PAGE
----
2. 2. Merker: Consciousness without a cerebral cortexThis agrees well with the type of dictionary definition that Scheibel 1977; Sewards & Sewards 2000; Thompson 1993;renders consciousness as “the state or activity that is Watt 2000), brainstem mechanisms have not figured pro-characterized by sensation, emotion, volition, or thought” minently in the upsurge of interest in the nature and(Webster’s Third New International Dictionary, unab- organization of consciousness that was ushered in withridged edition, 1961). In this basic sense, then, conscious- cognitivism in psychology and neuroscience (Baars 1988;ness may be regarded most simply as the “medium” of any Mandler 1975; Miller 1986). Few cognitivists or neuro-and all possible experience. scientists would today object to the assertion that “cortex With regard to the way in which this medium might be is the organ of consciousness.”1 This is, in a sense, aimplemented neurally, the present treatment is committed return to an older view of the supremacy of the cerebralto an architectonic rather than a quantitative (or “graded”) cortex from which a fundamental discovery of the lateview. That is, as here conceived, a conscious mode of func- 1940s had stimulated a partial retreat. In keeping withtioning is dependent upon quite specific neural arrange- the sense that the cerebral cortex is the organ of higherments creating interfaces of particular kinds between functions, it had been widely assumed that the regulationspecific domains of neural function, rather than a result of its two primary states – sleep and wakefulness – was aof a general increase in informational capacity or complex- cortical function, as well (see, e.g., the critical discussionity achieved by expansion of a structural substrate which of this stance in Gamper 1926, pp. 68 –78). Then, in thebelow a certain size does not support consciousness. late 1940s, Moruzzi and Magoun (1949) discovered thatThus, what disqualifies the medusa nerve net in this local stimulation of circumscribed cell groups in theregard is not its simplicity, but its lack of specific structural pons and midbrain of experimental animals exerts aarrangements required to support conscious function. global activating influence on the cerebral cortex as wellGiven an arrangement capable of supporting conscious- as on behavioral state, and that experimental lesions inness, its contents may differ widely in complexity or these brainstem sites are capable of rendering animalssophistication. The range of possibilities in this regard is somnolent and even comatose (Magoun 1954; cf. Parvizifelicitously captured by the “scale of sentience” of Indian & Damasio 2003). This came as a shock to the cortico-tradition (Bagchi 1975), as follows: centric perspective, and stimulated an avalanche of research on brainstem regulation of sleep and wakefulness “This.” and its relationship to the conscious state (summarized in “This is so.” symposium volumes edited by Adrian et al. 1954; Jasper “I am affected by this which is so.” “So this is I who am affected by this which is so.” et al. 1958; and Eccles 1966). These efforts proved to be so successful that the once Each “stage” in this scale, from mere experienced sen- daring proposal that the brainstem regulates corticalsation to self-consciousness, falls within the compass of state is unproblematic today. The same cannot be said ofconsciousness as here defined, and presupposes it. an allied, largely neglected, but even more radical proposalAccordingly, to see, to hear, to feel, or otherwise to experi- that emerged from the same pioneering wave of con-ence something is to be conscious, irrespective of whether sciousness studies. Some of the principals in these devel-in addition one is aware that one is seeing, hearing, and so opments – notably the neurosurgeon Wilder Penfieldforth, as cogently argued by Dretske (1993; see also and his colleague Herbert Jasper – went on to re-Merker 1997; Searle 1992). Such additional awareness, examine the routine assumption that another “higher func-in reflective consciousness or self-consciousness, is one tion,” closely allied to that of sleep and wakefulness,of many contents of consciousness available to creatures namely consciousness, is an exclusively cortical affairwith sophisticated cognitive capacities. However, as (Penfield & Jasper 1954). On the basis of a set of clinicalnoted by Morin (2006), even in their case, it is present and physiological observations centered on the epilepsies,only intermittently, in a kind of time-sharing with more these authors proposed that the highest integrative func-immediate, unreflective experience. To dwell in the tions of the brain are not completed at the cortical level,latter is not to fall unconscious, but to be unselfconsciously but in an upper brainstem system of central convergenceconscious. Reflective awareness is thus more akin to a supplying the key mechanism of consciousness (Penfieldluxury of consciousness on the part of certain big- 1952). As their proposal is the natural point of departurebrained species, and not its defining property. for the present one, which elaborates and updates it in The exploration of the constitution of the conscious the light of subsequent developments, a brief review ofstate to be pursued here will yield a conception of its func- its history follows.tional role revolving around integration for action. As such,its functional utility will turn out to be independent of thelevel of sophistication at which the contents it integrates 2. Clinical beginningsare defined. This opens the possibility that the evolutionof its essential mechanisms did not have to await advanced Penfield and Jasper left the anatomical definition of thestages of cortical development, but took place indepen- upper brainstem system they invoked somewhat vague,dently of it. As we shall see, certain fundamental features but it was suggested to include the midbrain reticular for-of vertebrate brain organization suggest that key mechan- mation and its extension into what was then known as theisms of consciousness are implemented in the midbrain “nonspecific” thalamus (a nuclear grouping encompassingand basal diencephalon, while the telencephalon serves the midline, intralaminar, and reticular thalamic nuclei).as a medium for the increasingly sophisticated elaboration They regarded this anatomically subcortical system to beof conscious contents. functionally supra-cortical in the sense of occupying a With some notable exceptions (e.g., Bogen 1995; Brown superordinate position relative to the cerebral cortex in1989; Panksepp 1982; Parvizi & Damasio 2001; Scheibel & functional or control terms (Penfield & Jasper 1954,64 BEHAVIORAL AND BRAIN SCIENCES (2007) 30:1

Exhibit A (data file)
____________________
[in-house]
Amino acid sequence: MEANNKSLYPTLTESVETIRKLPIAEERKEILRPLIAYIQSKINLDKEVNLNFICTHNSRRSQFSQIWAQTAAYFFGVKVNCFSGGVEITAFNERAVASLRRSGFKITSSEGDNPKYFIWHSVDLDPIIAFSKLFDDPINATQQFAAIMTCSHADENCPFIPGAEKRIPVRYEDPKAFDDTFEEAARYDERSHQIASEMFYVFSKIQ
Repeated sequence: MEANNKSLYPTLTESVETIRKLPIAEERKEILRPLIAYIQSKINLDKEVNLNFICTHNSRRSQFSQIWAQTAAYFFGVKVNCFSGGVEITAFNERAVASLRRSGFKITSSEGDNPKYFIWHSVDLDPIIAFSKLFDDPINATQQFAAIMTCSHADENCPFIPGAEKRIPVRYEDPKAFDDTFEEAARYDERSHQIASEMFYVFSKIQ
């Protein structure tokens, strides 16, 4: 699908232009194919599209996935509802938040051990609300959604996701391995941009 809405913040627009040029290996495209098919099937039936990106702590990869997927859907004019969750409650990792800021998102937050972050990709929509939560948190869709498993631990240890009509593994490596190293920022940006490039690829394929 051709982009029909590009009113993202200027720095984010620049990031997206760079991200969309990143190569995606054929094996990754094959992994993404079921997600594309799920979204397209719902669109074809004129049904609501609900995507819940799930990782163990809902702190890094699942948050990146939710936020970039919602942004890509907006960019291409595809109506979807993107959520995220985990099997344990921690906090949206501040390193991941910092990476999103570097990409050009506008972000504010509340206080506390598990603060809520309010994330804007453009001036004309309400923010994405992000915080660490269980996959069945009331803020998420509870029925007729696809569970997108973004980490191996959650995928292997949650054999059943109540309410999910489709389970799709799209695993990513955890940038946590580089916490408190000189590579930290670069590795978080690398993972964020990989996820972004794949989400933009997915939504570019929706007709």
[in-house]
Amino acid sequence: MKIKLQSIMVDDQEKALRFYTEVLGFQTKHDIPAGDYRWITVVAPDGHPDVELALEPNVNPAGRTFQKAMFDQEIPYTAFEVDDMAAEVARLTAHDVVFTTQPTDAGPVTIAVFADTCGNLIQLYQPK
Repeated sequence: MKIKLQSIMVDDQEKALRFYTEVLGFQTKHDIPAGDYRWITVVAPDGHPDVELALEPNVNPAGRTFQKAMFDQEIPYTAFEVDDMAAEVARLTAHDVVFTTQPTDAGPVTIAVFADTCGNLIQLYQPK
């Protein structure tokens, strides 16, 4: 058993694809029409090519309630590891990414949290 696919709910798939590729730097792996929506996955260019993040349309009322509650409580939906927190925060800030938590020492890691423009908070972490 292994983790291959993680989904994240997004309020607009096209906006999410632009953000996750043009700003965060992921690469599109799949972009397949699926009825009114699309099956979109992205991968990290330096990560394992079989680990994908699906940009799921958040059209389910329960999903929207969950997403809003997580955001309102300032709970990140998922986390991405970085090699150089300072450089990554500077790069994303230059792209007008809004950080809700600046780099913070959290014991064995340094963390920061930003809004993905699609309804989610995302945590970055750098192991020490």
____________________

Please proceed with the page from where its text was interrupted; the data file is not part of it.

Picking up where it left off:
3. 3. Merker: Consciousness without a cerebral cortexpp. 28, 77; see sects. 3 and 4 of the target article following).They called it the “centrencephalic system,” and assignedit a crucial role in the organization of conscious and voli-tional functions (ibid., p. 473). Figure 1 is based on afigure illustrating A. Fessard’s lucid account of the concep-tual setting for these ideas, included in the first of the sym-posium volumes cited earlier (Fessard 1954). The Penfield and Jasper proposal emerged from exten-sive experience derived from an innovation in neurosurgi-cal practice: they routinely removed sizeable sectors ofcortex in conscious patients for the control of intractableepilepsy (Penfield & Jasper 1954). By performing thesurgery under local anesthesia only, the authors ensured Figure 2. Large cortical excisions performed under localthat their patients remained conscious, cooperative, and anesthesia by W. Penfield for the control of intractable epilepsycapable of self-report throughout the operation. This in three patients, entered on a single diagram. The patients remained conscious and communicative throughout the oper-allowed the neurosurgeons to electrically stimulate the ation. All removals extended to the midline. The two posteriorexposed cortex while communicating with the patient, in cases were right-sided, whereas the frontal removal was left-order to locate functionally critical areas to be spared sided, and has been mirror-imaged. In no case was the removalwhen removing epileptogenic tissue. They then proceeded of cortical tissue accompanied by a loss of consciousness, even asto remove cortical tissue while continuing to communicate it took place. (Redrawn after figures VI-2, XIII-2, and XVIII-7 ofwith the patient. They were impressed by the fact that the Penfield & Jasper 1954.)removal of sizeable sectors of cortex such as those dia-grammed in the composite of Figure 2 never interruptedthe patient’s continuity of consciousness even while the bilateral cortical damage will typically issue in a so-calledtissue was being surgically removed. persistent vegetative state (Jennett 2002). This by itself Penfield and Jasper note that a cortical removal even as does not, however, allow us to make an equationradical as hemispherectomy does not deprive a patient of between cortical function and consciousness, becauseconsciousness, but rather of certain forms of information, such damage inevitably disrupts numerous brainstemdiscriminative capacities, or abilities, but not of conscious- mechanisms normally in receipt of cortical input, as dis-ness itself (Penfield & Jasper 1954, p. 477; cf. Devlin et al. cussed further in subsequent sections (see Shewmon2003). That does not mean that no cortical insult is capable 2004 for the conceptual and empirical complexities ofof compromising consciousness. In adult humans massive the vegetative state). What impressed Penfield and Jasper was the extent to which the cerebral cortex could be subjected to acute insult without producing so much as an interruption in the continuity of consciousness. Their opinion in this regard bears some weight, in that their magnum opus of 1954 – Epilepsy and the Functional Anatomy of the Human Brain – summarizes and evaluates experience with 750 such operations. When the exposed cortex was stimulated electrically to assess functional localization, stimulation parameters were adjusted so as to avoid triggering epileptic seizures in the patient. From time to time seizures were neverthe- less triggered inadvertently. Over the large number of operations performed, every variety of seizure was thus produced by cortical stimulation, except one: PenfieldFigure 1. Four principal alternatives regarding interactions and Jasper never saw the complete electrographicbetween cortex and brainstem in the constitution of the con- pattern that accompanies absence epilepsy induced byscious state. Cortex (large oval) and brainstem (small oval) in electrical stimulation of any part of the cerebral cortexhighly schematic side (saggittal) view. Small circle: “centrence-phalic system.” In each alternative, normal waking cortical func- (Penfield & Jasper 1954, p. 480). This pattern of 3 pertion is assumed to require “enabling” activation originating in the second trains of “spike and wave” discharges evolves syn-brain stem, marked by three dashed arrows radiating from brain- chronously in the two hemispheres, down to a coincidencestem to cortex. Upper left: the “corticocentric” alternative, in in the two hemispheres of the very first abnormal spikewhich integration through cortico-cortical connections alone is detectable in the electroencephalogram (Gibbs et al.sufficient to constitute the conscious state. Upper right: Cortical 1936, 1937; Penfield & Jasper 1954, p. 483, Fig. XII-3,integration via a subcortical relay, such as might occur via the p. 624, Fig. XV-26, etc.).dorsal thalamus. Only one such relay is depicted for the sake of Seizures of this type bear directly on our topic becauseclarity. The scheme is still corticocentric, since integration is cor- of their conspicuous association with disturbances of con-tical, albeit dependent upon extracortical relays for its implemen- sciousness (Penfield & Jasper 1954, pp. 24, 28). In fact,tation. Lower left: Centrencephalic hypothesis, based ondiagram IV in Fessard (1954). Here an essential functional com- they are often initiated by a lapse of consciousness (p.ponent of consciousness is supplied by brainstem mechanisms 477), and in pure form they “consist almost solely of ainteracting with the cortex. Lower right: Primary consciousness lapse of consciousness” (p. 480). Without a precedingimplemented in the brainstem alone, as in cases of cortical “aura” or other warning, and in the midst of normal activi-removal or damage discussed in sections 4.4 and 5 of the text. ties, the patient assumes a vacant expression (“blank BEHAVIORAL AND BRAIN SCIENCES (2007) 30:1 65